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India: Narendra Modi faces a rural backlash as election looms

A prime minister who appealed to the urban middle class must now confront discontent among farmers


Standing amid mounds of dried soyabeans and chickpeas at Ujjain’s agricultural market, Rahul Chauhan, a 27-year-old farmers’ son, sheepishly recalls his optimism back in 2014, when Narendra Modi, whom he ardently supported, was elected prime minister of India.

A graduate, Mr Chauhan was eager to escape the arduous, uncertain life of a farmer and find salaried employment. With the ascent of Mr Modi, who promised to create millions of jobs, the young villager from the central state of Madhya Pradesh felt sure his dreams would be realised.

Yet today, Mr Chauhan remains dependent on his parents’ 2.7 hectares of unirrigated land to survive, having failed to secure a job in government or the private sector. Meanwhile, prices paid to his family for their annual crop of chickpeas, lentils and other legumes — all staples of the Indian diet — have sunk, as two years of bumper crops in India have coincided with a rising tide of imports. With his family now struggling financially, Mr Chauhan’s ardour for Mr Modi has turned to bitterness.

“He never focused on farmers,” Mr Chauhan says, waiting for traders to bid on soyabeans harvested from his land. “He is worried only for the corporate lobby, not for us. India is an agricultural society, and a leader should work for the farmers. After this kind of performance, we will never support Modi again.”
Balu Choudhury, 32, nods vigorously in agreement. In 2014, Mr Choudhury — who supports 11 family members with his 2.2-hectare farm — had encouraged his friends and relatives to vote for Mr Modi. But he, too, is disillusioned. “I thought he would make our country strong, but he has not made the farmers strong,” Mr Choudhury says. “There is zero profit for us. We are under a lot of tension.”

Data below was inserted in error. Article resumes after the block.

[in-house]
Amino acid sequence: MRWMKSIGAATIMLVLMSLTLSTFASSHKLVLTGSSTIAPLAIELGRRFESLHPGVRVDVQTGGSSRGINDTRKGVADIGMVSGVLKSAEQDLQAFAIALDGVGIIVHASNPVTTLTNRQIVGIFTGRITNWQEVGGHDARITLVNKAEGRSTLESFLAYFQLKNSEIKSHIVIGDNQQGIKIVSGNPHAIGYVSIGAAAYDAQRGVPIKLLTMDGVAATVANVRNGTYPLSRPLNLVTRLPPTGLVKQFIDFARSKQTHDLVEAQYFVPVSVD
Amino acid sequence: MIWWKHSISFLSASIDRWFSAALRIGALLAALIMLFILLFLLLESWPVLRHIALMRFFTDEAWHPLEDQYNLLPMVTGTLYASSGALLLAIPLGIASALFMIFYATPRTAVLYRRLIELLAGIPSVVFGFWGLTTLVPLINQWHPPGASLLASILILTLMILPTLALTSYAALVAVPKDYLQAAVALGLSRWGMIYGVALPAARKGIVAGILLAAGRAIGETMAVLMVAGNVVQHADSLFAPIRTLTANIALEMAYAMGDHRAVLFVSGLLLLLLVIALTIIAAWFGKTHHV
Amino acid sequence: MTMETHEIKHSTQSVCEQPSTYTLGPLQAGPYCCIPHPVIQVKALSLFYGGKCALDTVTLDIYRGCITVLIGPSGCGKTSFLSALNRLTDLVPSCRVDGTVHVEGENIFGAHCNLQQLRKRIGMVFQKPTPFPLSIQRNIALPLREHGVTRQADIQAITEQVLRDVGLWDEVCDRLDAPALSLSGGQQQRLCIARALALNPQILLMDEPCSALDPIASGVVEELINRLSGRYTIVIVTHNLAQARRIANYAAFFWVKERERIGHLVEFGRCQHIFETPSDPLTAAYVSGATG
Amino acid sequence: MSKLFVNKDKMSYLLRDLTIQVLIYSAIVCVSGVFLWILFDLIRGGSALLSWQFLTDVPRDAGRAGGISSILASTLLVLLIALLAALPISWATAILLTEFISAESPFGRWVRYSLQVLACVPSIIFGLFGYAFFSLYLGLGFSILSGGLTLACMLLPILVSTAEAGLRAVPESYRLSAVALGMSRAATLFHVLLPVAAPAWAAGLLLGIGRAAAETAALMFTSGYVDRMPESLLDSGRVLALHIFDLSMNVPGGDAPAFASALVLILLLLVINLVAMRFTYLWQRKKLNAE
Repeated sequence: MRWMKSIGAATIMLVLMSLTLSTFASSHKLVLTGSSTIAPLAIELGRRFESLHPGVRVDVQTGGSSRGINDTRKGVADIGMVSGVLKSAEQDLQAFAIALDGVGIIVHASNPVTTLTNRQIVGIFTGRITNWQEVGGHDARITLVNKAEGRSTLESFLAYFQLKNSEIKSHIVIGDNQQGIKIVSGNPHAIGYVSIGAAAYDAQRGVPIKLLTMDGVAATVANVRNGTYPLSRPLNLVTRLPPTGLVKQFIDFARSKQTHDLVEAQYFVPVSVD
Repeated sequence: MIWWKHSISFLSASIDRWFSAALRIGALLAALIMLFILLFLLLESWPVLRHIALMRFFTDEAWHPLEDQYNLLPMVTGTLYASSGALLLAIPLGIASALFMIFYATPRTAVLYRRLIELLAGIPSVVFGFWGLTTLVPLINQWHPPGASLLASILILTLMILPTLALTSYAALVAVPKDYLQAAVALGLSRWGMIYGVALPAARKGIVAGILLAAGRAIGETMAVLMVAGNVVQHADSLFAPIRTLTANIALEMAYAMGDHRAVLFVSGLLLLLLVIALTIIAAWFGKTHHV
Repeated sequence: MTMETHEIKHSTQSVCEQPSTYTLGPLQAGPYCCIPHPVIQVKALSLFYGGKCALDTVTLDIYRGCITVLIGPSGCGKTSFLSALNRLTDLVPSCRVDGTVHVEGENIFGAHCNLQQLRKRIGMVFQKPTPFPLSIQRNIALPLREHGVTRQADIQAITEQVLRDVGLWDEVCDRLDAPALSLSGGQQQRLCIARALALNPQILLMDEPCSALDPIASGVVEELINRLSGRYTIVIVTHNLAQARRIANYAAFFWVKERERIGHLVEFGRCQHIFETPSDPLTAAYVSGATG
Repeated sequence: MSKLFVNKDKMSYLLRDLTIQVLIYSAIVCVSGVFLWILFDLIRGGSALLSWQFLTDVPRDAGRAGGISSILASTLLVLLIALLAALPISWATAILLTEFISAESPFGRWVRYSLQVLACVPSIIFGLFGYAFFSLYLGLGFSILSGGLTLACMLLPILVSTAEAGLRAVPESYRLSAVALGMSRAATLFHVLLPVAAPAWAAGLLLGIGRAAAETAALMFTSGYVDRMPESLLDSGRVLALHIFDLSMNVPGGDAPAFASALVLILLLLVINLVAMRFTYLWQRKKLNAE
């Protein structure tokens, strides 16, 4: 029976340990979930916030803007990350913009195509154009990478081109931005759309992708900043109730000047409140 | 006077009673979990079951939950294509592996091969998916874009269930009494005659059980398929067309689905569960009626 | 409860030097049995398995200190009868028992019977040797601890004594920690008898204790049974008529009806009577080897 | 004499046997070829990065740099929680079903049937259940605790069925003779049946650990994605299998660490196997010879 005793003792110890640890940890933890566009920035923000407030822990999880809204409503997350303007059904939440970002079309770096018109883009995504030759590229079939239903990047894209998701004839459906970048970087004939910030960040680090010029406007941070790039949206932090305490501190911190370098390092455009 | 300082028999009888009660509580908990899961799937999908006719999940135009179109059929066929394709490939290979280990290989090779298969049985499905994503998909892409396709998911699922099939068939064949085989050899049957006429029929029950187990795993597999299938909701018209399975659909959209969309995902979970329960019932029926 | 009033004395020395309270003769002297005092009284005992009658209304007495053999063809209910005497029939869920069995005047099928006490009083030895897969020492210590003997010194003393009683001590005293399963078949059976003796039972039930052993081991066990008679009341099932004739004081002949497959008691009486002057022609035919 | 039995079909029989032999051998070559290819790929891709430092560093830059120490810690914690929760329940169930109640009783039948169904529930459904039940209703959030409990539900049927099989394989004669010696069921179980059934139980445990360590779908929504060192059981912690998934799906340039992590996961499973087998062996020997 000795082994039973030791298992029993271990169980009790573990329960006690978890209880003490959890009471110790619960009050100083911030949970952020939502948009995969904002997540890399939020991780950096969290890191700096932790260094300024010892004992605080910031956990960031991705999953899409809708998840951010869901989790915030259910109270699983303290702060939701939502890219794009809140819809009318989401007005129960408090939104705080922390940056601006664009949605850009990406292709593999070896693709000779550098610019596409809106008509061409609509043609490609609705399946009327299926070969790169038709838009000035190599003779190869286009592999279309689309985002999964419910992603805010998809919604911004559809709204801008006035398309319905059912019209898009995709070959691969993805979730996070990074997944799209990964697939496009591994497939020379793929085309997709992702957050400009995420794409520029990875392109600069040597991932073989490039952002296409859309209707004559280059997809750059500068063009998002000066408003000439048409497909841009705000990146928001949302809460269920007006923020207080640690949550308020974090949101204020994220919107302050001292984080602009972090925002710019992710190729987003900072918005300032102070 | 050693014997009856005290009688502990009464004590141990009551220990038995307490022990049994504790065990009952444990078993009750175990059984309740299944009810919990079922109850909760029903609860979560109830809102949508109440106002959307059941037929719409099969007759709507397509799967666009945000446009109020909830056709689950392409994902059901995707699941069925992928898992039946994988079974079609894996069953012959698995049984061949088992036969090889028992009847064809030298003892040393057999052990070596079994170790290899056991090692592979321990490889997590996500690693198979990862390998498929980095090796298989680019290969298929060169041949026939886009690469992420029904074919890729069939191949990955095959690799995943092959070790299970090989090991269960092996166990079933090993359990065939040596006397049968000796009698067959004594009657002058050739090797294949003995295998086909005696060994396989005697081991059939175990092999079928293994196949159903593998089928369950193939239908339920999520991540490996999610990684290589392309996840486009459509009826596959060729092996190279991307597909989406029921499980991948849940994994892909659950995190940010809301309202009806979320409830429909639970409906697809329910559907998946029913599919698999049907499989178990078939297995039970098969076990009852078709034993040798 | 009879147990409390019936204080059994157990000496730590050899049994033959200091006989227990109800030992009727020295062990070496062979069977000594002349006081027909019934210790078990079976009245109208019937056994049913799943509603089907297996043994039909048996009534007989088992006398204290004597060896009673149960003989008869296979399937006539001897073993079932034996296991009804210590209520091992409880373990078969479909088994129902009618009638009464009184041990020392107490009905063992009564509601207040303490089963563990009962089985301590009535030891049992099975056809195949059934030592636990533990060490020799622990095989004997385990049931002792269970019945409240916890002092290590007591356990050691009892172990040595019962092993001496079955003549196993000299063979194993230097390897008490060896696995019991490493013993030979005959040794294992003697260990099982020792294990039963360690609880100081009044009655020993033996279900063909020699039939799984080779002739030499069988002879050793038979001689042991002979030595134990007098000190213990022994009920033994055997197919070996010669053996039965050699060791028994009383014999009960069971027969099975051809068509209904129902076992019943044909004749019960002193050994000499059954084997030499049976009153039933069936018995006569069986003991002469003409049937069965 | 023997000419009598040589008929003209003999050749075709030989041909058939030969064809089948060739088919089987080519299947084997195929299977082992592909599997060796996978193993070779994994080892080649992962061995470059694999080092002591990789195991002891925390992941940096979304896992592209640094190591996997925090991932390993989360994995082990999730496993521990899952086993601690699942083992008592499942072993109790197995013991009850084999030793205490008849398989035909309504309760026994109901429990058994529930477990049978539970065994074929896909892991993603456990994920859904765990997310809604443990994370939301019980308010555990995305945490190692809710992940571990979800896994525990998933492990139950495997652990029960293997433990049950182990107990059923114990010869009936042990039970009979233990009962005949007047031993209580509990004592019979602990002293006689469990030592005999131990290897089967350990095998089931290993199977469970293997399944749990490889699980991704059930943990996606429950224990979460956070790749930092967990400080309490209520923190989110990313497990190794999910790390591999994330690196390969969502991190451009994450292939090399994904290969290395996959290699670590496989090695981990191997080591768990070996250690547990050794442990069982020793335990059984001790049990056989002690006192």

The gloomy mood of farmers at the Ujjain agricultural market — and the low prices they receive for their pulses — reflects one of the biggest challenges now confronting Mr Modi, as he seeks a second term for himself and his Hindu nationalist Bharatiya Janata party in the upcoming general election, starting April 11.

During his last campaign, Mr Modi won over both India’s expanding urban middle-class and many rural voters with compelling promises of economic modernisation, faster growth and new jobs for youth. But as he bids for re-election, the BJP — traditionally a more urban party — is facing a wave of deep discontent among farmers and other rural dwellers who account for around two-thirds of the electorate.

Far from improving farmers’ lives, Mr Modi’s policies have squeezed a sector wrestling with tiny, fragmented landholdings, low yields and environmental challenges, such as water scarcity. Frustration has been compounded by the lack of jobs for youth trying to escape unprofitable farming, or at least supplement their families’ agricultural earnings.

“What was given to farmers five years ago was the promise of profound transformation, which hasn’t been followed up with concrete results,” says Gilles Verniers, a political science professor at Ashoka University near New Delhi. “They raised expectations a lot and now they are likely to be punished for it.”

When Mr Modi took office in May 2014, his top priority was to combat the persistent high food price inflation that had fuelled urban anger towards the previous Congress-led government.

Within weeks of taking power, his government had raided traders and warehouses suspected of hoarding fruit and vegetables. New Delhi moved swiftly to curb exports of crops such as onions and potatoes. It also significantly increased imports of other products such as pulses, which continued even after record Indian pulse harvests in 2016 and 2017.